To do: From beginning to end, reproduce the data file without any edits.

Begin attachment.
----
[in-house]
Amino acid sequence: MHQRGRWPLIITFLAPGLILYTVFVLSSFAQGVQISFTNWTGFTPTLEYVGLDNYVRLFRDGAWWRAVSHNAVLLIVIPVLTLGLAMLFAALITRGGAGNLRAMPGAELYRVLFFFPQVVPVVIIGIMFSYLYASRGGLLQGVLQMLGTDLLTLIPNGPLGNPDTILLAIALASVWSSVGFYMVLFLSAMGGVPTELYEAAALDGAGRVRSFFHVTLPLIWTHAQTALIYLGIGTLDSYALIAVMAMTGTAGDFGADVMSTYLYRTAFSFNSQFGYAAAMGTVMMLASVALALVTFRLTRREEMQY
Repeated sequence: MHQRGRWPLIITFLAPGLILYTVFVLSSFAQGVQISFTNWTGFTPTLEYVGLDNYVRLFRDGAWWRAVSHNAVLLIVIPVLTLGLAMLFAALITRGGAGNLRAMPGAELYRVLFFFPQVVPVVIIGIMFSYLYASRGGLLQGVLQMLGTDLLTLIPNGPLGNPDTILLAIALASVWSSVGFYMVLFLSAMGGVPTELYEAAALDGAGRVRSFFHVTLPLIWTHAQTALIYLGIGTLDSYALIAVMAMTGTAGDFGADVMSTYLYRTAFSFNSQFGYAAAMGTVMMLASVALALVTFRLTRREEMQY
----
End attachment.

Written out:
[in-house]
Amino acid sequence: MHQRGRWPLIITFLAPGLILYTVFVLSSFAQGVQISFTNWTGFTPTLEYVGLDNYVRLFRDGAWWRAVSHNAVLLIVIPVLTLGLAMLFAALITRGGAGNLRAMPGAELYRVLFFFPQVVPVVIIGIMFSYLYASRGGLLQGVLQMLGTDLLTLIPNGPLGNPDTILLAIALASVWSSVGFYMVLFLSAMGGVPTELYEAAALDGAGRVRSFFHVTLPLIWTHAQTALIYLGIGTLDSYALIAVMAMTGTAGDFGADVMSTYLYRTAFSFNSQFGYAAAMGTVMMLASVALALVTFRLTRREEMQY
Repeated sequence: MHQRGRWPLIITFLAPGLILYTVFVLSSFAQGVQISFTNWTGFTPTLEYVGLDNYVRLFRDGAWWRAVSHNAVLLIVIPVLTLGLAMLFAALITRGGAGNLRAMPGAELYRVLFFFPQVVPVVIIGIMFSYLYASRGGLLQGVLQMLGTDLLTLIPNGPLGNPDTILLAIALASVWSSVGFYMVLFLSAMGGVPTELYEAAALDGAGRVRSFFHVTLPLIWTHAQTALIYLGIGTLDSYALIAVMAMTGTAGDFGADVMSTYLYRTAFSFNSQFGYAAAMGTVMMLASVALALVTFRLTRREEMQY